A hollow-eyed young woman sits in front of a table. She’s only wearing a bra. Her ribs and collarbone press against her skin like kicks from a fetus. Hunched over, she vomits purple spaghetti on to a plate. It’s not the effigy of Björk captured by German photographer Juergan Teller, but it could work as homage.
While the red wine is spilled on top of the white tablecloth, Marilina Bertoldi’s eyes pose sadly for the cover of 2016’s Sexo con modelos (Sex with Models), the third solo album from the Argentine singer and guitar player (she also has two albums with Connor Questa, the group she fronted from 2010 to 2015).
The image conjures rejection and its combination with such a banal title makes you feel uncomfortable. “The word ‘models’ isn’t intended as ‘fashion modeling’, but actually, as the archetype of something. The title makes reference to people’s need for constant enjoyment and their willingness to find it in something superficial. It’s a concept of success that I don’t agree with, but which I find ridiculous,” explains Bertoldi.
If poetry is the eroticization of language, the singer has grasped it. In Sexo con modelos the libido is the core of the lyrics. “Women have desires that don’t necessarily relate to romantic love,” she says.
The album — which includes the English-language “Unbreak Me” — positioned Bertoldi’s Nine Inch Nails-like grunge-y riffs style at the center of the country’s underground scene. It’s alternative rock with a deep and suggestive voice that doesn’t feel intimidated at weaving in some pop trails. The outcome: one of the best Argentine albums of 2016.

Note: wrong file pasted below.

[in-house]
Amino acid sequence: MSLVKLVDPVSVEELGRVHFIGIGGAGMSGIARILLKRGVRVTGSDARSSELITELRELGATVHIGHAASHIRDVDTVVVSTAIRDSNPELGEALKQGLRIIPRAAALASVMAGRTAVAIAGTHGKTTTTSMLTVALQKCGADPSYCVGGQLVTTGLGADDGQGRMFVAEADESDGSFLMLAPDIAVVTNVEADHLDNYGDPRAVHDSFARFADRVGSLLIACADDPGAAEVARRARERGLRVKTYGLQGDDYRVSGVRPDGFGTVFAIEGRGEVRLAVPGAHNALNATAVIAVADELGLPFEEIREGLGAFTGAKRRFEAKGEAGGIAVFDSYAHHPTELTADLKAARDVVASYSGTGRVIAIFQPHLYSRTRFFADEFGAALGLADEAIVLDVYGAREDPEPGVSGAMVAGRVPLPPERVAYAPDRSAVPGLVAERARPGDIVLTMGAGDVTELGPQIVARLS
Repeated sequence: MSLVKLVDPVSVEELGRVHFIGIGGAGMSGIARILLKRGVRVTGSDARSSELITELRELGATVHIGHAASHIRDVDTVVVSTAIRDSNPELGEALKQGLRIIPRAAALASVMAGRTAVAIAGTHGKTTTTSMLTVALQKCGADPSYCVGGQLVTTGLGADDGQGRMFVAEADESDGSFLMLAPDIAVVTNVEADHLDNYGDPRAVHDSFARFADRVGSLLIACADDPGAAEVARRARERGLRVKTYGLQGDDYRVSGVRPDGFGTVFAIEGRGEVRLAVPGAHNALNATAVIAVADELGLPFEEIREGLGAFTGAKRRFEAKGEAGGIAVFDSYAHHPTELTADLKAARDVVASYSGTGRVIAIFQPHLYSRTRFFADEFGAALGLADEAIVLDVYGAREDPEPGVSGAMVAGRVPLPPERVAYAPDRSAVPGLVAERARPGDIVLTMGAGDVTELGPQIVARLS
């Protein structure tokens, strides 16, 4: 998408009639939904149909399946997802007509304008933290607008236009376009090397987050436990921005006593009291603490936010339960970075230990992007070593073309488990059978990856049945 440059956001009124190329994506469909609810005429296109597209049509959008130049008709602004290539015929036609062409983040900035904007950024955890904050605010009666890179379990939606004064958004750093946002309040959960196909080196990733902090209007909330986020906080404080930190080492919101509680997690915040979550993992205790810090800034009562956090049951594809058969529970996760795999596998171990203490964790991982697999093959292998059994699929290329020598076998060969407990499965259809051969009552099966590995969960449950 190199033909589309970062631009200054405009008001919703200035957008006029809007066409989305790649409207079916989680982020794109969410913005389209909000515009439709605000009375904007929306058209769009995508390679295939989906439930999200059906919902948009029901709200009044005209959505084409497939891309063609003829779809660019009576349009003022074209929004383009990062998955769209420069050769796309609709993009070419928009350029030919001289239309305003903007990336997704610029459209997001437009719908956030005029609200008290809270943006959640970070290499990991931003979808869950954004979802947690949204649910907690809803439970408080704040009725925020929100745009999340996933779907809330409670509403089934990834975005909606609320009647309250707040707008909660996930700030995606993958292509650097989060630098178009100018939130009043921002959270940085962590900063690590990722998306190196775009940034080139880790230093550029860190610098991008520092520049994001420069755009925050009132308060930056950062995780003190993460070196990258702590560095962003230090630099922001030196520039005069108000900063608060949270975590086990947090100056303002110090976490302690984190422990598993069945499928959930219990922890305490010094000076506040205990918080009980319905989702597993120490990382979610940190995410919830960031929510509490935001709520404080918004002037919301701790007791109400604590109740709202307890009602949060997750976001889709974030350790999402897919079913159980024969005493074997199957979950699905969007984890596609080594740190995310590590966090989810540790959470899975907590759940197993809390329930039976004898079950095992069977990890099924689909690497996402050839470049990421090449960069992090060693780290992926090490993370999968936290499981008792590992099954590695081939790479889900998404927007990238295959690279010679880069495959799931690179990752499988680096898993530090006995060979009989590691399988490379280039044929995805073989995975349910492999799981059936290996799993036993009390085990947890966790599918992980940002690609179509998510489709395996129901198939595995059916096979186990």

“Rock is the womb I was born from, but I don’t feel part of it any more, even if the renegade, the rebellious and the dirty stylistic features of it can’t be left aside,” she says. “I don’t want to give it up, but it’s unavoidable; I have started playing with pop.”
With 100,000 monthly listeners on Spotify, Bertoldi is the leading artist on the “Best Latin Alternative Songs of 2016” playlist on the streaming platform. “It surprises me when a quality product is successful in Argentina. In the United States that’s very frequent; in Argentina people in the music industry prefer to be on the safe side: only the most famous artists win the awards and are played on the radio,” says Bertoldi.
“I was impressed by the repercussion of Sexo… I wasn’t expecting so much and I felt like I had vertigo.”
Bertoldi is referring to her Latin Grammy 2016 nomination for Best Rock Album, a category which she shared with four other Argentine artists: Luis Alberto Spinetta, Los Fabulosos Cadillacs (winner), Andrea Álvarez and Massacre. Also, her track “Y deshacer” was shortlisted by Ford Motor Company among ten Latin songs for the Ford Fusion commercial, which came out on the radio and on TV in all America, as well as on the web worldwide. “I could not believe it until it actually happened. It seemed impossible.”
By the end of 2015, she posted the video for “Y deshacer.”